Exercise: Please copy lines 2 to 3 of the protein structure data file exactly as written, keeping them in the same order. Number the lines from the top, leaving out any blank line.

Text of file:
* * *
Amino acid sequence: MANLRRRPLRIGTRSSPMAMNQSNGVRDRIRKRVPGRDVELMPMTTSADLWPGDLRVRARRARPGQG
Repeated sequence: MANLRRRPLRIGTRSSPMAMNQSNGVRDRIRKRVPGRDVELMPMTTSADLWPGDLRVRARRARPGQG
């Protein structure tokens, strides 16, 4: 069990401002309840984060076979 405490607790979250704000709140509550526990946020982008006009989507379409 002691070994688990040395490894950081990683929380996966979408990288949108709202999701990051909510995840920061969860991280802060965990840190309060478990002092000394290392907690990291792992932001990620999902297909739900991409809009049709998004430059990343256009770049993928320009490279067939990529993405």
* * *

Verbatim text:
Repeated sequence: MANLRRRPLRIGTRSSPMAMNQSNGVRDRIRKRVPGRDVELMPMTTSADLWPGDLRVRARRARPGQG
């Protein structure tokens, strides 16, 4: 069990401002309840984060076979 405490607790979250704000709140509550526990946020982008006009989507379409 002691070994688990040395490894950081990683929380996966979408990288949108709202999701990051909510995840920061969860991280802060965990840190309060478990002092000394290392907690990291792992932001990620999902297909739900991409809009049709998004430059990343256009770049993928320009490279067939990529993405």